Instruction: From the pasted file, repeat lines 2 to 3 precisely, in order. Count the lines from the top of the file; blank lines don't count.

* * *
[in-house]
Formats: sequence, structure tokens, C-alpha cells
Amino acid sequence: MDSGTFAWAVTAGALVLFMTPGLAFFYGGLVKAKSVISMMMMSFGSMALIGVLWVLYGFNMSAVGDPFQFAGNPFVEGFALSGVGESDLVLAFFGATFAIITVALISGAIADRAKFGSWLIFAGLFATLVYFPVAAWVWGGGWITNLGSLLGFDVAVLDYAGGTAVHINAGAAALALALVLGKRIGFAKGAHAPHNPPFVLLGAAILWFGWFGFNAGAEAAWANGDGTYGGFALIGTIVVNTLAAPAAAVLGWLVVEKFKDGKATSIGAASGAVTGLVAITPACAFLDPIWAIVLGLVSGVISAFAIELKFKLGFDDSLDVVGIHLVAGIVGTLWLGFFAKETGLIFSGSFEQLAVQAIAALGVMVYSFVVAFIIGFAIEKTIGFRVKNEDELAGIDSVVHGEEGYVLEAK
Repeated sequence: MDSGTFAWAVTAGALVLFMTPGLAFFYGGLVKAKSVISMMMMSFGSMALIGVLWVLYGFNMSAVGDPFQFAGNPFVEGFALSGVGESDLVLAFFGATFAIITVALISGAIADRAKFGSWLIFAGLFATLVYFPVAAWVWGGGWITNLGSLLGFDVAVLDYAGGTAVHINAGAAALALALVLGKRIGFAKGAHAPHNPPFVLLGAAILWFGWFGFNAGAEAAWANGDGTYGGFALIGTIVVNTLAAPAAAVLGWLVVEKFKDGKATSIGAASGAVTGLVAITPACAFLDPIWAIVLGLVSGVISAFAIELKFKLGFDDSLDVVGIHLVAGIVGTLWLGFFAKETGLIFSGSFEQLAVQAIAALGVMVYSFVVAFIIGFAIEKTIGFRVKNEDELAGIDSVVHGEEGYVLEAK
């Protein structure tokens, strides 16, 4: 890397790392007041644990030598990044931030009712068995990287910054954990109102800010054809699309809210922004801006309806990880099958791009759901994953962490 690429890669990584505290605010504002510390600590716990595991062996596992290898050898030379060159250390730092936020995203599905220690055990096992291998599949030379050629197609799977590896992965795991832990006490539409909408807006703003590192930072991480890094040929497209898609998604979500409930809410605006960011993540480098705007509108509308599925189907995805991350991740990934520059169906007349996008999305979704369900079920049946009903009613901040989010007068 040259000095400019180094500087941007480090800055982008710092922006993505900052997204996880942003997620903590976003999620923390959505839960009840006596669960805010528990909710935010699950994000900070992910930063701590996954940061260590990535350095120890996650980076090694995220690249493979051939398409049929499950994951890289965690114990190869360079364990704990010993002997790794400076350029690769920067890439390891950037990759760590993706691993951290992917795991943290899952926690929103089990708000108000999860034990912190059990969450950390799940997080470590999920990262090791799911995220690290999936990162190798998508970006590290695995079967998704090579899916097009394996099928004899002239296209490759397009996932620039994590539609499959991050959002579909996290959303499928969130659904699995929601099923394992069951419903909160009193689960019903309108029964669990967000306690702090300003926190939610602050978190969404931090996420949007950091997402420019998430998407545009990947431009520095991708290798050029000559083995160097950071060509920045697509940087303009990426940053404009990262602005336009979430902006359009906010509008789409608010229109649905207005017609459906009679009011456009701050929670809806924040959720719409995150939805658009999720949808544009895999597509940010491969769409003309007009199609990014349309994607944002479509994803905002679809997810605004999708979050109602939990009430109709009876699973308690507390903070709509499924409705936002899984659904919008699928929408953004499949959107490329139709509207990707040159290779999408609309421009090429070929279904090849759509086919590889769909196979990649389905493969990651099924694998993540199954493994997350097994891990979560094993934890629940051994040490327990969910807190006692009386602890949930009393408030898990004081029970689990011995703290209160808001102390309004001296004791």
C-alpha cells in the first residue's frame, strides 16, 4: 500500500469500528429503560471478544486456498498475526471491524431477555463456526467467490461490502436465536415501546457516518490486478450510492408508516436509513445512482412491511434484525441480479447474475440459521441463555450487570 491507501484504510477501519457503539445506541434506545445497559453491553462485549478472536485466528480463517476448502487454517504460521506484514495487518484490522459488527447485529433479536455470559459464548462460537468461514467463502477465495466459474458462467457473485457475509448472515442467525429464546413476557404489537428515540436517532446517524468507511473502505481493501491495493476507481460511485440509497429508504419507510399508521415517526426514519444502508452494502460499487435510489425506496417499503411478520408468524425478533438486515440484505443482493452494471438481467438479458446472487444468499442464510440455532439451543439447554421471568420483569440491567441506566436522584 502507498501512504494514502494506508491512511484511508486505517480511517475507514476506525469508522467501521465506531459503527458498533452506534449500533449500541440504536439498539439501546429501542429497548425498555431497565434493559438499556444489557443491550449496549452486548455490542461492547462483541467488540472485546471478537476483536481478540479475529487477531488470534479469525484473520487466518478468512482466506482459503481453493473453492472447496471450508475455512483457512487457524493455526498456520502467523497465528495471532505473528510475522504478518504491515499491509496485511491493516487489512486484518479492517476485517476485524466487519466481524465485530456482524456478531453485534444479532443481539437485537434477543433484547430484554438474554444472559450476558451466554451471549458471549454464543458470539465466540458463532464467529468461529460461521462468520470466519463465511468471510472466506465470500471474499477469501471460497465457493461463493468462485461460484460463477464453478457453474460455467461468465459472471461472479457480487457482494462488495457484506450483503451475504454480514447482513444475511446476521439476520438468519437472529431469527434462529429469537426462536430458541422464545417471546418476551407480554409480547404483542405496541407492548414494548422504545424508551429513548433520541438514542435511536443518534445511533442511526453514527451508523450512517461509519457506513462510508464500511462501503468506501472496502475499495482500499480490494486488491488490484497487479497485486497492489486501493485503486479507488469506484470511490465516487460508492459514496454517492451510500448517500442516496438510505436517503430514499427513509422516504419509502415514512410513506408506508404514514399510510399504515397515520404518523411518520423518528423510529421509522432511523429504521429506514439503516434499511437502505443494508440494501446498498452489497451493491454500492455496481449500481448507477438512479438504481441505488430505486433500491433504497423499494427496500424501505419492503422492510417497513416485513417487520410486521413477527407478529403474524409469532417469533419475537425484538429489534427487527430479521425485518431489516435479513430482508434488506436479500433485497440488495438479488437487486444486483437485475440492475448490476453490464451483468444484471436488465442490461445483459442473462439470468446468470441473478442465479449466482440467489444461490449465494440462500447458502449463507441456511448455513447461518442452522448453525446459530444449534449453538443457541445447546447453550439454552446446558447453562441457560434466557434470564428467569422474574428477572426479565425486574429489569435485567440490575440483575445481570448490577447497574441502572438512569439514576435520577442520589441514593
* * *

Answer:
Formats: sequence, structure tokens, C-alpha cells
Amino acid sequence: MDSGTFAWAVTAGALVLFMTPGLAFFYGGLVKAKSVISMMMMSFGSMALIGVLWVLYGFNMSAVGDPFQFAGNPFVEGFALSGVGESDLVLAFFGATFAIITVALISGAIADRAKFGSWLIFAGLFATLVYFPVAAWVWGGGWITNLGSLLGFDVAVLDYAGGTAVHINAGAAALALALVLGKRIGFAKGAHAPHNPPFVLLGAAILWFGWFGFNAGAEAAWANGDGTYGGFALIGTIVVNTLAAPAAAVLGWLVVEKFKDGKATSIGAASGAVTGLVAITPACAFLDPIWAIVLGLVSGVISAFAIELKFKLGFDDSLDVVGIHLVAGIVGTLWLGFFAKETGLIFSGSFEQLAVQAIAALGVMVYSFVVAFIIGFAIEKTIGFRVKNEDELAGIDSVVHGEEGYVLEAK